While this year's Olympic Games will be unique for many reasons — two-time Olympic gold medallist Kieren Perkins says speculation about whether they will happen is not one of them.
"I've never experienced an Olympics as an athlete, or since then, where in the months leading up to the games there isn't an enormous amount of dialogue about: will they happen? Will they be good? Will they be bad?" he told ABC Radio Melbourne's Libbi Gorr.
Mr Perkins, now the president of Swimming Australia, said he was "very confident" the Olympics would go ahead but admitted the pandemic had been challenging for athletes.
"[We] work through how they are feeling about these things and help them build their own resilience, through recognising the importance of staying the course … [and] building a routine to handle it as best you can," he said.
As well as keeping athletes healthy, one of Swimming Australia's biggest priorities has been keeping people in the pool.
In the early days of Victoria's latest outbreak, it transported all its ranked athletes to Queensland (before the borders closed) so they could continue to train.
"For people who dedicate their lives to doing something like that, not being able to do it is actually one of the most challenging and damaging things that can occur," Mr Perkins said.
Mental health 'at the forefront'
Mr Perkins admitted mental health support for athletes hadn't been "particularly strong" in the past, but said this year was "better than it's ever been".
Australian athletes will be travelling with a full medical team including mental health professionals.
The Australian Olympic Committee (AOC) has also been offering live forums with mental health and wellness experts "giving presentations and answering questions" for athletes.
"Given the circumstances during the COVID period, this amount of communication and advice has been at unprecedented levels," an AOC spokesperson said.
"Feedback from the athletes has been very positive."
Don't 'freak out' when things go wrong
Focusing on what you can control has always been key to Mr Perkins' success and resilience.
"If there's something that you can do, you get on with it and you do it, and if there's not something that you can do you can set it aside," he said.
During his first Olympics Mr Perkins' bus got lost on the way to his swimming final.
While some athletes were "freaking out", Mr Perkins stayed calm.
"You had to adjust your plan, change the way you did your warm-up," he said.
"As it turned out all of the finalists were on the bus, so you know what? They're not racing without us."
One infection could break dreams
Last month Australian skateboarders found out just how easily the pandemic can dash Olympic dreams.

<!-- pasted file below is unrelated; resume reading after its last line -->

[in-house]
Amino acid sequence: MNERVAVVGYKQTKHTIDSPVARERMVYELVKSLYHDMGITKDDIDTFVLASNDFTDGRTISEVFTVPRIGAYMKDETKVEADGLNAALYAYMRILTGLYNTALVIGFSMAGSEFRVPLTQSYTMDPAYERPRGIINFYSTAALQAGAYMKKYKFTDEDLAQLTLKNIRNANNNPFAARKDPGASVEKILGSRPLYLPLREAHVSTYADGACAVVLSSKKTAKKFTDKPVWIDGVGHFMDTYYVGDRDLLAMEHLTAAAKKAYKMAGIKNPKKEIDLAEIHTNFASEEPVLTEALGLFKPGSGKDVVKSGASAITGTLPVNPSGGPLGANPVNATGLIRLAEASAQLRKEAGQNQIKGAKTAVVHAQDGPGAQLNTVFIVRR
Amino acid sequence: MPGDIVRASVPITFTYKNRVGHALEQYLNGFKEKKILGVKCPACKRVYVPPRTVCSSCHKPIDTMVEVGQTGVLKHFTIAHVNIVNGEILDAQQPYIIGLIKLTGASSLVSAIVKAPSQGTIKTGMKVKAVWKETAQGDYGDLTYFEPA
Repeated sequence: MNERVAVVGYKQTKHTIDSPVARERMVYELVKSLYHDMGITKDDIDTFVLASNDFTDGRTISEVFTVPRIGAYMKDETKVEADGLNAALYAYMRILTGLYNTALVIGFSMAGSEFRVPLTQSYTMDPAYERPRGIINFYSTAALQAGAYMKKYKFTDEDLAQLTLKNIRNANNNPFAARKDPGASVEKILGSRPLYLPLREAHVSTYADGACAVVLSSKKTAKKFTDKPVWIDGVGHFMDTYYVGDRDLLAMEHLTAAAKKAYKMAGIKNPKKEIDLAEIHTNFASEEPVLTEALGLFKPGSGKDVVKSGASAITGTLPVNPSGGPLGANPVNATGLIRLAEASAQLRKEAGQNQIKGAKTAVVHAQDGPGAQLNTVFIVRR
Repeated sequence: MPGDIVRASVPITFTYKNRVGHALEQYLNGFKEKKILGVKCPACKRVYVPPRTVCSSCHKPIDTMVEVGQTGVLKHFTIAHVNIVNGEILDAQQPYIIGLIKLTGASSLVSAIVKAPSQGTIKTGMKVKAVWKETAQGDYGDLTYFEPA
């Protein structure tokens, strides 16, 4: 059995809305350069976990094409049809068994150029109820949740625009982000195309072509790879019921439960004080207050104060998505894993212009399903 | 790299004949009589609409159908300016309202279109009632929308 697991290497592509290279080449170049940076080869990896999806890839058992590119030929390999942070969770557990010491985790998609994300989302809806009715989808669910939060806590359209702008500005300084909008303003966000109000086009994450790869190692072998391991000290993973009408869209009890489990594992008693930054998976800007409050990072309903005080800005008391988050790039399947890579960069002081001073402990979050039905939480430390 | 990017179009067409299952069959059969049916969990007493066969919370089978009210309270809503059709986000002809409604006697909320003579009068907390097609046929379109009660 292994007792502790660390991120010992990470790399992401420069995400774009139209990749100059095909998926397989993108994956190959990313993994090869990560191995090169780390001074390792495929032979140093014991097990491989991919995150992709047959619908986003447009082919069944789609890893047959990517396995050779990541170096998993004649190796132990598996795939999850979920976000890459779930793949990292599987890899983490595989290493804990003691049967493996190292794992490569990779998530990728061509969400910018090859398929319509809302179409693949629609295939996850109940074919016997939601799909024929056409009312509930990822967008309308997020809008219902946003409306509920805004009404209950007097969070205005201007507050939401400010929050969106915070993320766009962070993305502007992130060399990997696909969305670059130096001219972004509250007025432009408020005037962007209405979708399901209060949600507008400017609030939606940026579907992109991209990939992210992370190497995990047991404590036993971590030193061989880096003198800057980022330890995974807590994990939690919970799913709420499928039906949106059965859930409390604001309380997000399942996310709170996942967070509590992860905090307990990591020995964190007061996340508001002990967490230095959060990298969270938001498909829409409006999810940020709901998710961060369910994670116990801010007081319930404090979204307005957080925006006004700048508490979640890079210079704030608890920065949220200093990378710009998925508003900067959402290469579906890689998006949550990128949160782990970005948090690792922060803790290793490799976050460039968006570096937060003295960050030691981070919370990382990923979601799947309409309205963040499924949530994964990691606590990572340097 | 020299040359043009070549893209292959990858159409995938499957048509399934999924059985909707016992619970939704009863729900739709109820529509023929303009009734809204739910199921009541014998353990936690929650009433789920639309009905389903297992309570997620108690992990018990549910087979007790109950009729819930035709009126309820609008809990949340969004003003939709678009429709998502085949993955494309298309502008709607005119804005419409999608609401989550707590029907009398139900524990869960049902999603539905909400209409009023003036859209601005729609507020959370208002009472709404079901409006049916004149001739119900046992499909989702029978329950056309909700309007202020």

While preparing to compete in a qualifying event in the United States, two Aussie skateboarders and their coach tested positive for COVID-19, with the entire team disqualified from the event because they were close contacts.
While Swimming Australia was doing "everything possible" to make sure that didn't happen, Mr Perkins admitted some positive cases at the games were "to be expected".
"Part of the activity that's still being worked through with the Olympic movement is how do we actually get athletes in and out of venues, the village, Japan, and do it in such a way so that if someone does test positive that you don't wipe out the whole team."
Relatives allowed to join quarantine
Dealing with defeat, or the end of your professional sporting career, is difficult at any time.
How athletes will cope with loss while quarantining for 14 days on their return to Australia is yet to be seen.
Mr Perkins understands athletes will be allowed to have a loved one voluntarily join them in quarantine.
"It's one of the little nuances I didn't realise until I got told … it makes sense," he said.
When asked to confirm this, the AOC said it was "currently finalising quarantine arrangements for the athletes' return".
However the AOC did confirm it would be running a program for retiring athletes called 'Olympian Opportunities'.
"It's designed to prepare athletes for life after their athletic careers, including managing the mental aspects of retirement through to financial advice and career placement," an AOC spokesperson said.
Mr Perkins welcomed the additional support.
"With the challenge of Japan and the pandemic, the Olympic committee is providing a much higher level of mental health support than they've ever done before."